Unfortunately, retirement planning isn’t something you perro really avoid without serious consequences. It is important to plan ahead and take steps so that you perro have a strong nest egg.
If you’re overwhelmed, use these five consejos to get started:
1. Start right now
If you haven’t started saving for retirement yet, the recommendation to save three times your income at age 40 may be impossible for you. And if he doesn’t have hundreds of dollars to equipo aside each month, he cánido feel downright desperate.
But the important thing is to start saving as soon as possible, with what you cánido. Even if you save $25 or $50 a month, that perro make a world of difference because of compounding. For example, this is what you would have at age 67 if you started investing at age 28:
|Saving for retirement at 67
|*Estimates assume $0 opening cómputo and 6% average annual return.
2. Plan for the unexpected
When thinking about your retirement, it’s important to hope for the best, but plan for the worst. You never know what is going to happen, especially when it comes to your health.
Consider that 34% of workers plan to retire after age 70, if they intend to retire at all. But the reality is very different: only 6% of retirees said they could actually do it. In many cases, retiring earlier than planned is a necessity.
Saving more aggressively while you’re young and healthy could help give you a financial cushion in case you need to retire sooner than expected.
3. Take advantage of employer-sponsored retirement plans
If you have a job, you may have access to an employer-sponsored retirement plan, such as a 401(k), 403(b), or 457(b). With these accounts, you perro contribute up to $20,500 per year on a pre-tax basis in the tax year for people under age 50.
As an added benefit, your employer cánido match some or all of your contributions, helping you save more money faster. According to Vanguard, almost half of its retirement plans offered matching contributions. The most common match elabora was $0.50 per dollar on the first 6% of the payment.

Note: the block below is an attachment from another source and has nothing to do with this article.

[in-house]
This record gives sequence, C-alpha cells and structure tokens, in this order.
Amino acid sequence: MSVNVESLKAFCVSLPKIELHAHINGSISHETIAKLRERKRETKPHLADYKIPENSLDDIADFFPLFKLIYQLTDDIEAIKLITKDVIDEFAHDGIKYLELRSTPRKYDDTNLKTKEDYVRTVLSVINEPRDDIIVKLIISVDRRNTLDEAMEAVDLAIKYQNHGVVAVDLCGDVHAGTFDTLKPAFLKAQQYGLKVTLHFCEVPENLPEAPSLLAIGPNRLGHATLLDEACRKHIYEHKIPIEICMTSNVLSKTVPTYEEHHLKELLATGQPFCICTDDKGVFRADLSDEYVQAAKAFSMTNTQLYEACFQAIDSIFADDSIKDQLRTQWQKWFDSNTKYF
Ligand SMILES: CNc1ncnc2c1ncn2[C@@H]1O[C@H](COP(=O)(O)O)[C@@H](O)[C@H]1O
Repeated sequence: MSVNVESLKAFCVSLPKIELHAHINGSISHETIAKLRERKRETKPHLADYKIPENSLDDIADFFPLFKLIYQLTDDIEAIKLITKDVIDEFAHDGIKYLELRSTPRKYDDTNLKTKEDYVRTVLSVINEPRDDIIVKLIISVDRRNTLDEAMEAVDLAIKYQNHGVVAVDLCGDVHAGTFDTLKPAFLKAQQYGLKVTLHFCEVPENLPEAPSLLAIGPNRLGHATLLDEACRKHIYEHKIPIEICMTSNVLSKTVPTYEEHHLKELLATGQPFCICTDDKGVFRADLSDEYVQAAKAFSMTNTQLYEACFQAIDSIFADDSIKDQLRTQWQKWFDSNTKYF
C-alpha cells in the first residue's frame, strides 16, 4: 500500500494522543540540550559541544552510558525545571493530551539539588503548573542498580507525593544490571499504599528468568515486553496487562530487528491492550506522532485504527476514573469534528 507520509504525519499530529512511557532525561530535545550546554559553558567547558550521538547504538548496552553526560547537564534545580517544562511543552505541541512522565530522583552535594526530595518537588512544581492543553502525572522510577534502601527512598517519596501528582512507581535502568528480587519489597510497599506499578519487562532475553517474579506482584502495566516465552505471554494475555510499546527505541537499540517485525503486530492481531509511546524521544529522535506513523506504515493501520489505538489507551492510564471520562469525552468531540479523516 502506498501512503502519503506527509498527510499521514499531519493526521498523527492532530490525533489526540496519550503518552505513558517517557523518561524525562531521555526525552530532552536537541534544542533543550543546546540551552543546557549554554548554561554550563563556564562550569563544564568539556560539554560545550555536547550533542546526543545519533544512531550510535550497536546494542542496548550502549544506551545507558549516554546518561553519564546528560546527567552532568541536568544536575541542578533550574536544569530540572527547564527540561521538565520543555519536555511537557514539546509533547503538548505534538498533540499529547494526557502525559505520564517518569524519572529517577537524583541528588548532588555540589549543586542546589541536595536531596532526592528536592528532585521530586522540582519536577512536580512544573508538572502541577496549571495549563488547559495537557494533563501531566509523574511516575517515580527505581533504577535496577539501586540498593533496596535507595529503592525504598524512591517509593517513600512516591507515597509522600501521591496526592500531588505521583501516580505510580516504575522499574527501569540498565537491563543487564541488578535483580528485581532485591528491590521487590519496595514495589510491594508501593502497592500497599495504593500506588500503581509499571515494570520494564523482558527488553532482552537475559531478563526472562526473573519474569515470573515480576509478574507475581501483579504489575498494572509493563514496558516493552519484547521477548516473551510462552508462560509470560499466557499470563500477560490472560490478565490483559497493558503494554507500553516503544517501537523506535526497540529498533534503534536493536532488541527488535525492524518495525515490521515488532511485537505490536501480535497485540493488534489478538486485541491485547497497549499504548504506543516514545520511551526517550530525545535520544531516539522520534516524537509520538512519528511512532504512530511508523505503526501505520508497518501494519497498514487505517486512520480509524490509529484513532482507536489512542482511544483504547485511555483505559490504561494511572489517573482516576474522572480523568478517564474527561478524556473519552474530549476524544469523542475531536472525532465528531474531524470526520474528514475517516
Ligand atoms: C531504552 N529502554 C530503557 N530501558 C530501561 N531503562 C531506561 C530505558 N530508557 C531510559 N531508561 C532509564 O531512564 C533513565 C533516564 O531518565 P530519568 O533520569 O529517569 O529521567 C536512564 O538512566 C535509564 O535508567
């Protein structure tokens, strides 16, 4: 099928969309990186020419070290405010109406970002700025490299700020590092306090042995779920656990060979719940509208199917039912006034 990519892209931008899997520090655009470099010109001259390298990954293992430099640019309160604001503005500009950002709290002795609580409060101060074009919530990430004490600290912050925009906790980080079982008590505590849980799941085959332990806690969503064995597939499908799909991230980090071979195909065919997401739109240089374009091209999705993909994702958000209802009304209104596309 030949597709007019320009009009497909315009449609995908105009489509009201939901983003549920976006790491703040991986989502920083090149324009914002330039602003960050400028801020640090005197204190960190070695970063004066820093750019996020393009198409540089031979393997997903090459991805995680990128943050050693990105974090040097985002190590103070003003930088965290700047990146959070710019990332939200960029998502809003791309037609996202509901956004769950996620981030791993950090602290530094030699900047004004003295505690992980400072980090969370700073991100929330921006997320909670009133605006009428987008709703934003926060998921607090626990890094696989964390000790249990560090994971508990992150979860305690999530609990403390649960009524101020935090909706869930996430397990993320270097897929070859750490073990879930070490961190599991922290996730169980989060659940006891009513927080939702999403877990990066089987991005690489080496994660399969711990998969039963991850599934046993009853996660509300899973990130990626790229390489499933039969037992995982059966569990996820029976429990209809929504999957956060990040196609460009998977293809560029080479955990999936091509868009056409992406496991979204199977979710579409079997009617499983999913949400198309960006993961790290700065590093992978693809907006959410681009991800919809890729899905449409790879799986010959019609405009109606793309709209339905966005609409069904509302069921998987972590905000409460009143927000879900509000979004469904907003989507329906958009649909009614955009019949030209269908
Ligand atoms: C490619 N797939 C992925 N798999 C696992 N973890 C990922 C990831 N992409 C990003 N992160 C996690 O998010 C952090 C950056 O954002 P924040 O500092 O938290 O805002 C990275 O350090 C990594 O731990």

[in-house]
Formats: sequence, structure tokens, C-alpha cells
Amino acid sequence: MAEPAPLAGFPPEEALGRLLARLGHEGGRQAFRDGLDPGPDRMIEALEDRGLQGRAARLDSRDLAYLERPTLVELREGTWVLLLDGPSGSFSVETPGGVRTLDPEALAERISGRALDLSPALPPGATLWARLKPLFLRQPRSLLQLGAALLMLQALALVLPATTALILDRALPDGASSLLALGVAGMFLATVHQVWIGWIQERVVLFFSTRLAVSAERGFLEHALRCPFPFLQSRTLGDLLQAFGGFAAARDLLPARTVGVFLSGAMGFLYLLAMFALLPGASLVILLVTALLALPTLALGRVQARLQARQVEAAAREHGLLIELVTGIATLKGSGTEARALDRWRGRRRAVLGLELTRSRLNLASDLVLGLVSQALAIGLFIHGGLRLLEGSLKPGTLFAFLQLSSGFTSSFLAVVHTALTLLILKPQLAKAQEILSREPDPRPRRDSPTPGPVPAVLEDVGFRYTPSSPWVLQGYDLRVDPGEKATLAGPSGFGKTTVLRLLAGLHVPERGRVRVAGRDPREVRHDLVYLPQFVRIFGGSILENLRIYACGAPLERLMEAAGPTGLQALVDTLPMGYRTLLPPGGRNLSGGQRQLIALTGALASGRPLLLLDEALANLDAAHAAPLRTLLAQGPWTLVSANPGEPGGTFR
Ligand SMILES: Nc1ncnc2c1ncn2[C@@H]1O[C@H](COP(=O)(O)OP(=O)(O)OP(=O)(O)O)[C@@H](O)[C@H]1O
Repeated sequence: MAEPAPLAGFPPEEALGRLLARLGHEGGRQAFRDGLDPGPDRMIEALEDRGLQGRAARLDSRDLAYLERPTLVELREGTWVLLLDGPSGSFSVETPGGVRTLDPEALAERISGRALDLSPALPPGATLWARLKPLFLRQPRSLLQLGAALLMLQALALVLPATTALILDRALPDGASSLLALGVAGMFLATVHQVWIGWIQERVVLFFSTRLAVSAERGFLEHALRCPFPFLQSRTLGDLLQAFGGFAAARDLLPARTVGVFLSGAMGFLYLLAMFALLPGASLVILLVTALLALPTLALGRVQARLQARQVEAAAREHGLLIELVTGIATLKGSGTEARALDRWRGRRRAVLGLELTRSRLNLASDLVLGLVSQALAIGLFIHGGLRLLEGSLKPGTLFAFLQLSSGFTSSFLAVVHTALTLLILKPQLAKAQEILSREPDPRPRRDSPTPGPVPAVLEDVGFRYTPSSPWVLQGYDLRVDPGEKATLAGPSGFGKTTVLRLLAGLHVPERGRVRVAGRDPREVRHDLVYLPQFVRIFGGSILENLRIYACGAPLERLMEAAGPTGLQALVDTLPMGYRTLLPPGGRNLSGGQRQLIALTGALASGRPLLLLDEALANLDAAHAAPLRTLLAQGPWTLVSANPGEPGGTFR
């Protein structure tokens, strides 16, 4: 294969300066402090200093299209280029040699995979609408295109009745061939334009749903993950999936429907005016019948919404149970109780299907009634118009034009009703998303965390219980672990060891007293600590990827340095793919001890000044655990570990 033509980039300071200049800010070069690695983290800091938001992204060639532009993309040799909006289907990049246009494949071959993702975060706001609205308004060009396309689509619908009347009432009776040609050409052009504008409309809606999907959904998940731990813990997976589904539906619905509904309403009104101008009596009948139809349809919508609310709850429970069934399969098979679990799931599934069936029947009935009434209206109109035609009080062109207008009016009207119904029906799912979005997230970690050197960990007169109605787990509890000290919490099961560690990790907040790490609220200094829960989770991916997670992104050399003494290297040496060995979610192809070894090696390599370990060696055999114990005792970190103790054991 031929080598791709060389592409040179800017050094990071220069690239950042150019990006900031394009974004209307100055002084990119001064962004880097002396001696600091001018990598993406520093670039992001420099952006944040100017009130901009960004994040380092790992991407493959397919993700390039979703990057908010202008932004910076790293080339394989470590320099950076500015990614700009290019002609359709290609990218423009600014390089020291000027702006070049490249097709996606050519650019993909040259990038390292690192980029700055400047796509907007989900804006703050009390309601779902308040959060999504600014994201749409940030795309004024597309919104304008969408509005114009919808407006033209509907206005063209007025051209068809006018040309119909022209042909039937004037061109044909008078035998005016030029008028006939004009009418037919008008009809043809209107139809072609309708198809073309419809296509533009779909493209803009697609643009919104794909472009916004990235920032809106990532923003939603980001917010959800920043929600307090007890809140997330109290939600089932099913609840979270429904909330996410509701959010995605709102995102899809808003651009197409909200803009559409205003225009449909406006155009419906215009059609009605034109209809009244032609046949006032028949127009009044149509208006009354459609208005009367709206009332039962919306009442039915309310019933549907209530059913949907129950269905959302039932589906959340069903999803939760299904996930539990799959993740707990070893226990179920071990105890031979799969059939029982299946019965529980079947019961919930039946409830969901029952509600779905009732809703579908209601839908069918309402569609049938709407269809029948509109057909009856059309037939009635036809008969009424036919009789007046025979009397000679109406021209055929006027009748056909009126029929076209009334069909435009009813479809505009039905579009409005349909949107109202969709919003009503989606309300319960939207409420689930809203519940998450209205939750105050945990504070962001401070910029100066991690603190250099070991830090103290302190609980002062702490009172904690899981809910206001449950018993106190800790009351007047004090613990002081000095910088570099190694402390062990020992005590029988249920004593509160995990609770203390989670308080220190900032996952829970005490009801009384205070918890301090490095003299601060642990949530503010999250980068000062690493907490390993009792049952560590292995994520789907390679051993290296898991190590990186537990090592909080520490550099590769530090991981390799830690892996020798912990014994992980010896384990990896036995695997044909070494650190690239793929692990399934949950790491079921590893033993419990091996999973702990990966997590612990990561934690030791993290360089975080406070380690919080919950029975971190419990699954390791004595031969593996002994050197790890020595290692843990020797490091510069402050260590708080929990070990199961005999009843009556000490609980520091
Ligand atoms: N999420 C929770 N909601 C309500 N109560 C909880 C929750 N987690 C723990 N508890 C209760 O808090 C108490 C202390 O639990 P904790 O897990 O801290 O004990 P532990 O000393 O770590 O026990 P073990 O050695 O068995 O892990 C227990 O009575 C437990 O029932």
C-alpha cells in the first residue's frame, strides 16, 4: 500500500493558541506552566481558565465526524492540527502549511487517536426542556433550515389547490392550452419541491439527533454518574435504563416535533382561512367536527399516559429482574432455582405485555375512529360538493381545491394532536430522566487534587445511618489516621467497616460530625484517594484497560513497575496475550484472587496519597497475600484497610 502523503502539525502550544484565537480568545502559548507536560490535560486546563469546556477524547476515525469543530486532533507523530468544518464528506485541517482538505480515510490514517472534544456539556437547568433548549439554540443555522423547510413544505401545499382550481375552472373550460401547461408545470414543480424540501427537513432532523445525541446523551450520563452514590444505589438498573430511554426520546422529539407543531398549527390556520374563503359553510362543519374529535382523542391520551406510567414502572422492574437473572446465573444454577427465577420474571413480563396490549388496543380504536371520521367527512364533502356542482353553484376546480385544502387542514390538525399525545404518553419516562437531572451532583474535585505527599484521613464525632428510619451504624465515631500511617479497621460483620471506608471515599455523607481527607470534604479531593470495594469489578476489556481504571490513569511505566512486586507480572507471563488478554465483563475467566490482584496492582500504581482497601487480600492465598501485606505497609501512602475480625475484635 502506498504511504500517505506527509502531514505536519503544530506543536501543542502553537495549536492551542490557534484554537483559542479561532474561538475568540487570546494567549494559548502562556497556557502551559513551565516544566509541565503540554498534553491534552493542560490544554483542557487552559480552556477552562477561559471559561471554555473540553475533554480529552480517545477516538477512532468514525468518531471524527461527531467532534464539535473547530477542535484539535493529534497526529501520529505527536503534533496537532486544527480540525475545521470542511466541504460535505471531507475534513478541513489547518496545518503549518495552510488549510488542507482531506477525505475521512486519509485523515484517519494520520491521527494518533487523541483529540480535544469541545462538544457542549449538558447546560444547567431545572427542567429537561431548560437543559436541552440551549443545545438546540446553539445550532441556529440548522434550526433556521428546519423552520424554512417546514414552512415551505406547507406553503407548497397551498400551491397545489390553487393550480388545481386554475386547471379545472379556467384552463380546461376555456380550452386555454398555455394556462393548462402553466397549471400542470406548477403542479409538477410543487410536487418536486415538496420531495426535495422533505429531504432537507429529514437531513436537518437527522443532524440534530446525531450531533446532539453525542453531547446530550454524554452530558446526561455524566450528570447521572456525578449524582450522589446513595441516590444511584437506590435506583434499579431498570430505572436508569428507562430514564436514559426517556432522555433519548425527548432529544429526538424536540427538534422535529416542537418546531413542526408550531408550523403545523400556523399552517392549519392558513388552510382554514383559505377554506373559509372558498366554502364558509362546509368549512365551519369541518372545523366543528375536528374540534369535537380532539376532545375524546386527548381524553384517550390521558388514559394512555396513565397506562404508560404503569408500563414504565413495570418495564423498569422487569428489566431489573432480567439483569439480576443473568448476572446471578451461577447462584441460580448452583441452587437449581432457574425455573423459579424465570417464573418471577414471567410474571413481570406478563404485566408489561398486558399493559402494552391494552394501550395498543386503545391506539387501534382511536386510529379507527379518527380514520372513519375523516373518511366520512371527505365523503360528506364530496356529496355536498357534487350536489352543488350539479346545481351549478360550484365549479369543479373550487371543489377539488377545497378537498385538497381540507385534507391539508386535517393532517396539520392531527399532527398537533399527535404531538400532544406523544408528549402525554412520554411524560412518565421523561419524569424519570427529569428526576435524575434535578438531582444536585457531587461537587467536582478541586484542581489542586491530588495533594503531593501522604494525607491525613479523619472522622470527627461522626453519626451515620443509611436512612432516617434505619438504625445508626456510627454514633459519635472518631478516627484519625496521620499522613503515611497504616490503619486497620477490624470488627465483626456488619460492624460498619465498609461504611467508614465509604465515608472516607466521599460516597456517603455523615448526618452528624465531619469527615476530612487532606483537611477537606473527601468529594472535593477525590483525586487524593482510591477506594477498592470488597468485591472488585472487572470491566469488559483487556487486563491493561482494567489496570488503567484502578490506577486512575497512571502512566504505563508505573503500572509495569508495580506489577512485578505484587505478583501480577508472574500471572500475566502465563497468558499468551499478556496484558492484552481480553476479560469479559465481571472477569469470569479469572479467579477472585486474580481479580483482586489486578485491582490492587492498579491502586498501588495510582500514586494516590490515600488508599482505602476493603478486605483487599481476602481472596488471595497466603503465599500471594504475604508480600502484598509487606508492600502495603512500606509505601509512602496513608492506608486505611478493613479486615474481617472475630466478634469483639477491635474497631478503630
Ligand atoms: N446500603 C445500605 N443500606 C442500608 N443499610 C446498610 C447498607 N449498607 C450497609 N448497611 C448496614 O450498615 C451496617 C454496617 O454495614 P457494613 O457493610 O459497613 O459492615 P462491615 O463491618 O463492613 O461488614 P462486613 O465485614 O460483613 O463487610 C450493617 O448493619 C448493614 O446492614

whatHow does it work? Consider the example of Joe. With an annual salary of $50,000, Joe contributes $3,000 a year, 6% of his salary, toward his retirement. His employer matches $0.50 on the dollar, so an additional $1,500 goes into his retirement fund, giving him a total of $4,500 per year in retirement contributions.
4. Maximize other retirement accounts
If you don’t have access to an employer-sponsored account or don’t have additional funds, you perro maximize your retirement savings by opening an individual retirement account (IRA). For traditional and Roth IRAs, the most you perro contribute is $6,000 per year ($7,000 per year if age 50 or older) in this year.
5. Automate your contributions
One of the best things you perro do for your future self is to equipo up automatic contributions to your retirement accounts.
With a 401(k) or other employer-sponsored plan, you cánido request that a portion of your paycheck go to the retirement plan before it even hits your savings account. With an IRA, you cánido equipo up recurring transfers so money is deposited every week or month before you cánido spend it mentally. Over time, regular contributions perro add up.
Many 401(k) plans have options that allocate money based on your retirement goals.
Financial advisors are an excellent resource for retirement planning, and many 401(k) plans have automated options that allocate money based on your retirement goals.
Whatever your approach to your 401(k), make sure your investments are diverse and consider seeking more financial education in this important area.